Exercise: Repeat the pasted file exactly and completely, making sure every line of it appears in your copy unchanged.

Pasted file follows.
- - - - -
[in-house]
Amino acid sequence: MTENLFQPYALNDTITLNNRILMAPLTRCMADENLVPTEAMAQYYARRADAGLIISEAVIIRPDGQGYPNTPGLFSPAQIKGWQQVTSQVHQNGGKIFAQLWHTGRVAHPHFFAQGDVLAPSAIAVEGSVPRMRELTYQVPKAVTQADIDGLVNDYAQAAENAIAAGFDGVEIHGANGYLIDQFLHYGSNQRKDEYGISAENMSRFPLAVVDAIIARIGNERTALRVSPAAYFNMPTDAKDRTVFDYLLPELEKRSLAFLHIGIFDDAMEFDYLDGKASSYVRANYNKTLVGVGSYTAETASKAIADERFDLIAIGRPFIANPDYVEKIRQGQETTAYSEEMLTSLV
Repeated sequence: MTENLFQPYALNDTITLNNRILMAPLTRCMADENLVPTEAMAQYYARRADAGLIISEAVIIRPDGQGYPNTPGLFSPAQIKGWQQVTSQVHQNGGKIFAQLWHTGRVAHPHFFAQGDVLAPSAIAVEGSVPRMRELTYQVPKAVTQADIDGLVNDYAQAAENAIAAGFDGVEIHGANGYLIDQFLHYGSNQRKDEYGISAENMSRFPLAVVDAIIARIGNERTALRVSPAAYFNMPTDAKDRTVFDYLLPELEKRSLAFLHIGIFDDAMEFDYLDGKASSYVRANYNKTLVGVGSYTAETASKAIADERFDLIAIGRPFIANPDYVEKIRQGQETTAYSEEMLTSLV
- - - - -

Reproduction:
[in-house]
Amino acid sequence: MTENLFQPYALNDTITLNNRILMAPLTRCMADENLVPTEAMAQYYARRADAGLIISEAVIIRPDGQGYPNTPGLFSPAQIKGWQQVTSQVHQNGGKIFAQLWHTGRVAHPHFFAQGDVLAPSAIAVEGSVPRMRELTYQVPKAVTQADIDGLVNDYAQAAENAIAAGFDGVEIHGANGYLIDQFLHYGSNQRKDEYGISAENMSRFPLAVVDAIIARIGNERTALRVSPAAYFNMPTDAKDRTVFDYLLPELEKRSLAFLHIGIFDDAMEFDYLDGKASSYVRANYNKTLVGVGSYTAETASKAIADERFDLIAIGRPFIANPDYVEKIRQGQETTAYSEEMLTSLV
Repeated sequence: MTENLFQPYALNDTITLNNRILMAPLTRCMADENLVPTEAMAQYYARRADAGLIISEAVIIRPDGQGYPNTPGLFSPAQIKGWQQVTSQVHQNGGKIFAQLWHTGRVAHPHFFAQGDVLAPSAIAVEGSVPRMRELTYQVPKAVTQADIDGLVNDYAQAAENAIAAGFDGVEIHGANGYLIDQFLHYGSNQRKDEYGISAENMSRFPLAVVDAIIARIGNERTALRVSPAAYFNMPTDAKDRTVFDYLLPELEKRSLAFLHIGIFDDAMEFDYLDGKASSYVRANYNKTLVGVGSYTAETASKAIADERFDLIAIGRPFIANPDYVEKIRQGQETTAYSEEMLTSLV